In fact, most Republican senators said they had no problem at all with Sen. Elizabeth Warren’s (D-Mass.) amendment, and they said Trump should not veto a bill as vital as the National Defense Authorization Act over minor objections.
“The NDAA is so important and there are so many important elements in it that I don’t believe that alone should be a reason to even vote against it or veto it,” Sen. Marco Rubio (R-Fla.) said.
“Ultimately, I don’t think the name of a facility should be something that’s divisive or offensive to people, especially if there are better alternatives to it,” Rubio added. “But it has to be through a process — a considered process.”
Senate Armed Services Committee Chairman Jim Inhofe (R-Okla.) acknowledged that it might be difficult to work through the amendment process on the behemoth yearly bill, but he noted that it would be several months before the legislation actually reaches Trump’s desk, during which time it could be changed as a result of negotiations between the Senate and House.
“The veto would take place sometime probably in November,” Inhofe said. “And we have a long, long time between now and November. So we’ll see.”
The blasé responses from Senate Republicans followed a midnight tweet from the president in which he said he would veto the defense bill unless the Senate scrubs an amendment from Warren that requires the Pentagon to remove the names of Confederate military figures from all U.S. bases, aircraft and other facilities and equipment within three years.
It’s highly unlikely that Warren’s amendment will be removed from the legislation; it would take 60 votes on the Senate floor to get rid of it. And even if Trump were to veto the bill, it is expected to pass with a veto-proof majority in both chambers.
The amendment was approved by the GOP-led Senate Armed Services Committee in June during a closed-door markup. Several Republicans have since spoken out in support of the plan, despite Trump’s long-standing opposition to eliminating Confederate names from military bases.
“We knew that there was a possibility to begin with, and it’ll still continue to be a part of the question,” Rounds said of Trump’s veto threat.
The move to rename bases also comes as America faces a reckoning over racial injustice, generated in part by the killing of George Floyd, an unarmed Black man, by police in Minneapolis and subsequent nationwide protests over police brutality.
Sen. Josh Hawley (R-Mo.) introduced an amendment to the defense bill that would instead create a commission to address the issue of whether to rename the military bases. The amendment has support from a variety of Republicans, including Rounds. The amendment would need 60 votes on the floor to pass.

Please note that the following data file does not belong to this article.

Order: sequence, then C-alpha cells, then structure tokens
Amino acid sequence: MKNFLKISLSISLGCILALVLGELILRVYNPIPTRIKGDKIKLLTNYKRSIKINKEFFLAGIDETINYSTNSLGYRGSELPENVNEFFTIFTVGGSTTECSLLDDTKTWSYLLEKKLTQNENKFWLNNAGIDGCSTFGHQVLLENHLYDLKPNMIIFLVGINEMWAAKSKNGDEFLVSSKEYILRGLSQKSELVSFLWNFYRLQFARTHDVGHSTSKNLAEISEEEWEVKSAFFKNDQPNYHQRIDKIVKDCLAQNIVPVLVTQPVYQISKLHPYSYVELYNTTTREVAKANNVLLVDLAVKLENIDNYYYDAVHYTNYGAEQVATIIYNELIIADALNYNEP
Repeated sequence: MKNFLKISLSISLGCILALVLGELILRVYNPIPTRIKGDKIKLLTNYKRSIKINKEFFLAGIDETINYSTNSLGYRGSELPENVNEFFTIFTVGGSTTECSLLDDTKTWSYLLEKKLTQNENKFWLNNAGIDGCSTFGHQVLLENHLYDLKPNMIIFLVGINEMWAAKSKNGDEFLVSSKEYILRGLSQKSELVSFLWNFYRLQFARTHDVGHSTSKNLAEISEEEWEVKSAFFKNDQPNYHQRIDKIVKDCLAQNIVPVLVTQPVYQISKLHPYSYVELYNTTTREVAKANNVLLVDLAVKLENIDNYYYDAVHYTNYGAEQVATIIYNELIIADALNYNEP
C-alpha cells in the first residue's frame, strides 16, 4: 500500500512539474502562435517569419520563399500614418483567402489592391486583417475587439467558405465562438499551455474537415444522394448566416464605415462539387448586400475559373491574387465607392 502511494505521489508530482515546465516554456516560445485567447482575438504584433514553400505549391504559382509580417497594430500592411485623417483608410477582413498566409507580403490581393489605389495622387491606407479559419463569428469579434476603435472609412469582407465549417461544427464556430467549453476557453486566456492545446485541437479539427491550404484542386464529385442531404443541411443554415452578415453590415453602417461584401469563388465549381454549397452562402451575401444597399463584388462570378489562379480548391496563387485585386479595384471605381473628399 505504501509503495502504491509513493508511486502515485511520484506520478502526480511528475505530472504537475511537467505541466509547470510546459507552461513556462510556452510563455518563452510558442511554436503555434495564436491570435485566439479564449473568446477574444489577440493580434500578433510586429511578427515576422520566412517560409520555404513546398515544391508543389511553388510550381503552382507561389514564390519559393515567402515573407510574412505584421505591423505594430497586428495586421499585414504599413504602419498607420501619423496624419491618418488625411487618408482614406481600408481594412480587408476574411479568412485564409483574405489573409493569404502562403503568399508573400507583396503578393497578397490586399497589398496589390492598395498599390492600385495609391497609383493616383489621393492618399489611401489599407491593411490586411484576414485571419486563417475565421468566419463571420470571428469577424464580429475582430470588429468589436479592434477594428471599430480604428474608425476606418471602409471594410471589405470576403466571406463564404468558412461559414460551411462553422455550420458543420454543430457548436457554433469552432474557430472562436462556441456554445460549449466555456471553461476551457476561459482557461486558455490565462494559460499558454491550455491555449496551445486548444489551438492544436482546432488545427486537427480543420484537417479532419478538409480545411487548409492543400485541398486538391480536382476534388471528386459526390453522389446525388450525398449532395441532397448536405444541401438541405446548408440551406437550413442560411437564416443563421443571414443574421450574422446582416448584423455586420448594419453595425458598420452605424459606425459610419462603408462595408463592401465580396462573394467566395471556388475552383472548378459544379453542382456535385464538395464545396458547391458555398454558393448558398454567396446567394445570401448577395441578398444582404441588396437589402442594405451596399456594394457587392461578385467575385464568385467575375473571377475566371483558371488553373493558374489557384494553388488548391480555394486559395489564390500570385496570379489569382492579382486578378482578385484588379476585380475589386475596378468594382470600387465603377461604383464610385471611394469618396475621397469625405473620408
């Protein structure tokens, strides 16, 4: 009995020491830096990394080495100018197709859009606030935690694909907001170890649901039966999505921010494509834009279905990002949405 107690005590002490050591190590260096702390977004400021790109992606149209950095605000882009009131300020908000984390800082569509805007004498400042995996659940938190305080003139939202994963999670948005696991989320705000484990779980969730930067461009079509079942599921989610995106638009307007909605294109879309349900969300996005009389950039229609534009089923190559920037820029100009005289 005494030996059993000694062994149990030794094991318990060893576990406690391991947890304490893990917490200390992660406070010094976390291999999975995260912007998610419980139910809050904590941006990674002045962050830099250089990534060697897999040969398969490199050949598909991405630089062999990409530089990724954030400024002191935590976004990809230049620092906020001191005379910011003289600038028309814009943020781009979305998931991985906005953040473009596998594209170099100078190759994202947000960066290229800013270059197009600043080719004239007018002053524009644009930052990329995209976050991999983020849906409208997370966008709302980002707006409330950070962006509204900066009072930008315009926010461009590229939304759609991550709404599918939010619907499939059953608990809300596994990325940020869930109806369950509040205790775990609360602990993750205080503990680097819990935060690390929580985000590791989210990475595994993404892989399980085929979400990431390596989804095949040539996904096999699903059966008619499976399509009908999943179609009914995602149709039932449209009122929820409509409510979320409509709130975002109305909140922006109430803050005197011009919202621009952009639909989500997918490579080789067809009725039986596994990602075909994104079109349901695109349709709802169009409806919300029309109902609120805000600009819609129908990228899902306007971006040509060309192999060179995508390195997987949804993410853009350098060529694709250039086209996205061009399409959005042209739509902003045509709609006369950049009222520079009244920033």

“I think a vote on that would solve this problem,” Hawley said.
Warren, like other Democrats, predicted that her provision will remain in the final bill, due at least in part to the 60-vote threshold.
“The decision to remove the names of Confederate generals who took up arms against the United States in defense of slavery was a bipartisan decision that came out of the committee, and it’s going to stay in the defense budget,” Warren said Wednesday in a brief interview. “The president can do what he wants, but it stays.”
Trump’s veto threat came after White House press secretary Kayleigh McEnany in early June called the amendment an “absolute nonstarter” for the president. Defense Secretary Mark Esper and Secretary of the Army Ryan McCarthy initially expressed an openness to renaming bases named after Confederate figures — only to face opposition from Trump.
Senate Majority Leader Mitch McConnell (R-Ky.) declined to weigh in on Trump’s veto threat Wednesday, but he has previously signaled support for the renaming effort.
“If It’s appropriate to take another look at these names, I’m personally OK with that — and I am a descendant of a Confederate veteran myself,” McConnell said last month. “With regard to military bases, whatever is ultimately decided, I don’t have a problem with.”
Senate Democrats, meanwhile, predicted on Wednesday that Trump would not actually veto the bill over his objections to Warren’s amendment, noting that the legislation includes a pay raise for American service members and other priorities of the White House.
“This is typical bluster from President Trump,” said Senate Minority Leader Chuck Schumer (D-N.Y.), who dared the president to veto the measure on Tuesday. “The NDAA will pass and we will scrub from our military bases the names of men who fought for the Confederacy and took up arms against our country.”
Some GOP senators, though, agree with the president on the preservation of Confederate bases. Sen. John Kennedy (R-La.), for example, introduced an amendment to the defense bill that would rename all U.S. military bases after Medal of Honor winners.
“If we’re going to do this fairly, we should reevaluate all bases,” Kennedy said.